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stroke, destruction of brain tissue as a result of intracerebral hemorrhage or infarction caused by thrombosis (clotting) or embolus (obstruction in a blood vessel caused by clotted blood or other foreign matter circulating in the bloodstream); formerly called apoplexy. Cerebral hemorrhage or thrombosis occurs most often in elderly persons with constricted arteries (see arteriosclerosis), although either may also be caused by inflammatory or toxic damage to the cerebral blood vessels. Cerebral embolism may occur at any age, even in children.

Symptoms of stroke develop suddenly. In cases of severe brain damage there may be deep coma, paralysis of one side of the body, and loss of speech, followed by death or permanent neurological disturbances after recovery. If the brain damage sustained has been slight, there is usually complete recovery, but most survivors of stroke require extensive rehabilitation. Hypertension, which is a major cause of intracranial hemorrhage and stroke, can be treated by preventive measures using diet (e.g., increasing nutrients such as antioxidants and folate), drug therapy, and stress reduction techniques. Other preventive measures for people at high risk include daily aspirin to retard clot formation and surgical correction of the narrowed carotid artery. Sometimes surgical removal of the clot is possible on larger vessels, but it is usually pointless after the stroke or when blockage is widespread. The thrombolytic drug tissue plasminogen activator, widely used to treat heart attacks, has been approved for use within three hours of the onset of strokes caused by clots.

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A symptom complex caused by an acute vascular lesion of the brain and characterized by unconsciousness with various degrees of paralysis and sensory impairment.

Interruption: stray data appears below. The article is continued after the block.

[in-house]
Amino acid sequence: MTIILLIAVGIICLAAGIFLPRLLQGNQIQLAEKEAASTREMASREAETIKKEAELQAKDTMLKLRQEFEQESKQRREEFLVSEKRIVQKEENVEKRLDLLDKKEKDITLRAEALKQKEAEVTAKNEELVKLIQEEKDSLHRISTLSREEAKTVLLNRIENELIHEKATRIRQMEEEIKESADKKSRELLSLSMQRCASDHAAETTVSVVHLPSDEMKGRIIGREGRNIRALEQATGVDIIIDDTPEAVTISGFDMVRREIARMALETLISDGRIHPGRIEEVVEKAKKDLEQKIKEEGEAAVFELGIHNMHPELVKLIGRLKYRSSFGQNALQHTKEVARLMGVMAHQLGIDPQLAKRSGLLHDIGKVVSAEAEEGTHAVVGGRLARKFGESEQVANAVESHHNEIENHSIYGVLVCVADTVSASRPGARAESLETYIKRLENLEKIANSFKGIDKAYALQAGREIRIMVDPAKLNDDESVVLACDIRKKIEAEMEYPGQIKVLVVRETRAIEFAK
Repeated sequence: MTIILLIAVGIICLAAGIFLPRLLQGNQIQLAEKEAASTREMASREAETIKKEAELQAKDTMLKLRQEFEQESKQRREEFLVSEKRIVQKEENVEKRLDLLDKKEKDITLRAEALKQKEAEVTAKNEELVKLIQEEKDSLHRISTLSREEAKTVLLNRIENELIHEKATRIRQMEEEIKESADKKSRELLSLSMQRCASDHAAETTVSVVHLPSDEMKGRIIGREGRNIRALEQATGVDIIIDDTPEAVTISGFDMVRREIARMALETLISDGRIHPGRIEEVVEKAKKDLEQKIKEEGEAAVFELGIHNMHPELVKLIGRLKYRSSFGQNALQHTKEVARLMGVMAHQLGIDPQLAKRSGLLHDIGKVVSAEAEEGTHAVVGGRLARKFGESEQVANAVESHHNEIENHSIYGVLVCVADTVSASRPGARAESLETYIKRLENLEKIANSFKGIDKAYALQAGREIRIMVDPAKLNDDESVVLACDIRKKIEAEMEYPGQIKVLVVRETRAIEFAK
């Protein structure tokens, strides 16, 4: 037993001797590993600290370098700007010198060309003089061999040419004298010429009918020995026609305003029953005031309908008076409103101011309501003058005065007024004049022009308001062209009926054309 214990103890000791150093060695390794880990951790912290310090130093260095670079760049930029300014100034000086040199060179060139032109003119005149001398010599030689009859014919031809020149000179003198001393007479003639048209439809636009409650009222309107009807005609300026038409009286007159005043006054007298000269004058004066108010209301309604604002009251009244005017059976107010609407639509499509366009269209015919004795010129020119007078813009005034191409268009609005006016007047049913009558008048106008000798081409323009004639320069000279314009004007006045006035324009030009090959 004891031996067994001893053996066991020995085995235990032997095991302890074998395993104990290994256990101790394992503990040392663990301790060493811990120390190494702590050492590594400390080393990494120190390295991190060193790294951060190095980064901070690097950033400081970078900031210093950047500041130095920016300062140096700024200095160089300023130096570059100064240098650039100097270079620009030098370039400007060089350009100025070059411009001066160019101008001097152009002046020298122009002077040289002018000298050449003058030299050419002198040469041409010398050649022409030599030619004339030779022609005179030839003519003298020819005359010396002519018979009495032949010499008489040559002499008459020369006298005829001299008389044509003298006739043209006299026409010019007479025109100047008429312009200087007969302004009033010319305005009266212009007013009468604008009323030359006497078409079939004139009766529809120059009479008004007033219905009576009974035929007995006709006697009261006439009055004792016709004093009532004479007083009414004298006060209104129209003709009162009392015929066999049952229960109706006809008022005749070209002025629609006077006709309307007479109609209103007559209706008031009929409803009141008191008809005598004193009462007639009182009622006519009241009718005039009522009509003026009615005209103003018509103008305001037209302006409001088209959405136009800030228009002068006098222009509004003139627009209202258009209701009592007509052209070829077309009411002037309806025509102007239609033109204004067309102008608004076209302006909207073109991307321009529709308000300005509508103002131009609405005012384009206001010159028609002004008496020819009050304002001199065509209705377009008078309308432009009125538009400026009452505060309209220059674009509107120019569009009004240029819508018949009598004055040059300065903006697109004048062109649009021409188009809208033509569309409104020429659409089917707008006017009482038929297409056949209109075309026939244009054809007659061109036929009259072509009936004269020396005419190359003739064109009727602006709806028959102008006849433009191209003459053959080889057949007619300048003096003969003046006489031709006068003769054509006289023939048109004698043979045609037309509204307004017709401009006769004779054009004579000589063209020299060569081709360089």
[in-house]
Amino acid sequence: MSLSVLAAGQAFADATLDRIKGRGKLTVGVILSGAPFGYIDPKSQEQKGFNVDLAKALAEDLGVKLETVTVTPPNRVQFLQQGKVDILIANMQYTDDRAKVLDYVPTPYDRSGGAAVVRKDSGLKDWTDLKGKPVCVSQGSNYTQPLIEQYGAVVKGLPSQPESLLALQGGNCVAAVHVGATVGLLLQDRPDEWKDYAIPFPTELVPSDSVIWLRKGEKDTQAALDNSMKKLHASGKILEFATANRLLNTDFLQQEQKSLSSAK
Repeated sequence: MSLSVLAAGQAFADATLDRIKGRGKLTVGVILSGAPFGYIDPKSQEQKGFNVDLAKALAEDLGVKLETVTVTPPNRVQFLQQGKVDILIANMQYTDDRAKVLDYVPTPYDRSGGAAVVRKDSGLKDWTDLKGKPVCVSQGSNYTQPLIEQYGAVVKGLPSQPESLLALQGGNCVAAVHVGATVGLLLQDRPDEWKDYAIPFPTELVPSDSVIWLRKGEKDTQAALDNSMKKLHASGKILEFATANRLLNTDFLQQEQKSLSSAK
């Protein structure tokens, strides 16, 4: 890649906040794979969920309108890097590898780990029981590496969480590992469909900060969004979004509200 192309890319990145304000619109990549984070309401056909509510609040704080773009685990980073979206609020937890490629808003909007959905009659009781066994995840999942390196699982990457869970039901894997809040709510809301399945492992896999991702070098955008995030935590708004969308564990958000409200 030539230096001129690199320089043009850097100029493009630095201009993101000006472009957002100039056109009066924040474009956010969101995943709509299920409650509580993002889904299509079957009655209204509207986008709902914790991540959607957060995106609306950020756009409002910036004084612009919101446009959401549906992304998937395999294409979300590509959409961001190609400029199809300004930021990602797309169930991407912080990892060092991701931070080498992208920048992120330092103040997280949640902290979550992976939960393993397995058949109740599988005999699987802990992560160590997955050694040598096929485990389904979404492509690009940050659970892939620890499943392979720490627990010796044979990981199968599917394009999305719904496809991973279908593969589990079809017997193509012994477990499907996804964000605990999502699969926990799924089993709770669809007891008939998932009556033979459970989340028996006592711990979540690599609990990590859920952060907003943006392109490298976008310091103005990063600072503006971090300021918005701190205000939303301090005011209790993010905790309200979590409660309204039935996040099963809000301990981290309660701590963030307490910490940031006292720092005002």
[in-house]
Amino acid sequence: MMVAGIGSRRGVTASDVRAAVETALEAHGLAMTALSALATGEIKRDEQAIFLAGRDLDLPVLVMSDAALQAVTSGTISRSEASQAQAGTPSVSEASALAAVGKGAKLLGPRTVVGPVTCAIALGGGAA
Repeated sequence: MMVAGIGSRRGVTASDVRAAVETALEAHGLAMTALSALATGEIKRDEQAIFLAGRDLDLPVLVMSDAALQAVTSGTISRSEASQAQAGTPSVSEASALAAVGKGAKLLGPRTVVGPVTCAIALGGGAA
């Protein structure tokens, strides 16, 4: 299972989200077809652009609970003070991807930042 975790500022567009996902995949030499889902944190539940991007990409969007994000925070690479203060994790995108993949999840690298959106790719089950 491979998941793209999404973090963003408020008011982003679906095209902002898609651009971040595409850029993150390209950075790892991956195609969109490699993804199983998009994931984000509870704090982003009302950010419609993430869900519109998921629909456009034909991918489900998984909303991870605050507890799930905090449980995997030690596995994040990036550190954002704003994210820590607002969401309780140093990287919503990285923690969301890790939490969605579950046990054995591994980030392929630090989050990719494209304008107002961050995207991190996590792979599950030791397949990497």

Sudden, severe hemorrhage into any organ.
McGraw-Hill Dictionary of Scientific & Technical Terms, 6E, Copyright © 2003 by The McGraw-Hill Companies, Inc.


sudden loss of consciousness, often followed by paralysis, caused by rupture or occlusion of a blood vessel in the brain
Collins Discovery Encyclopedia, 1st edition © HarperCollins Publishers 2005
References in classic literature ?
Instantly, by a feat of dexterity, which was the admiration of all the company, and had been, annually, for some years past, the apoplectic butler, bringing his left hand from behind the small of his back, produced the bottle with the corkscrew already inserted; uncorked it at a jerk; and placed the magnum and the cork before his master with the dignity of conscious cleverness.
With this singular contradiction of terms, brother Ned gave Tim Linkinwater a slap on the back, which made him look, for the moment, almost as apoplectic as the butler: and tossed off the contents of his glass in a twinkling.
When the foregoing speech was over--and it might have been much more elegant and much less to the purpose--the whole body of subordinates under command of the apoplectic butler gave three soft cheers; which, to that gentleman's great indignation, were not very regular, inasmuch as the women persisted in giving an immense number of little shrill hurrahs among themselves, in utter disregard of the time.
Manager Neil Warnock was apoplectic after referee Mike Dean reversed a decision to award the Bluebirds a penalty early in the second-half as they trailed their relegation rivals 1-0 in a game they could not afford to lose.
MSP Murdo Fraser was so apoplectic, in fact, that he issued a blistering 200-word diatribe on the issue.
The entire weekend they were apoplectic. But when Sunday afternoon arrived to their utter dismay, they came face to face with reasoned truth, and with their tails between their legs ran into the darkness of the woods once blazed by Hillary Clinton in the aftermath of her loss.
Gatland has every right to be apoplectic at the scheme, announced in the wake of his team's epic victory over England.
IN 1940 when invasion looked imminent and Britain refused to capitulate, Hitler went apoplectic.
In one scene Bruno, who died on Friday night, depicts Hitler in an apoplectic fury.
Theresa May abandoned Project Fear 2.0 designed to sell her Chequers plan because Brexiteers went apoplectic.
The United manager was so apoplectic with his team's dismal display he vowed some who figured against West Brom will not be selected against Spurs and 'phenomenal' performers in tomorrow's trip to Bournemouth will earn a place in his Wembley team.
Terence O'Byrne of the local community council said he was "apoplectic" at the finish and design of the new structures on the Perth Road Bridge.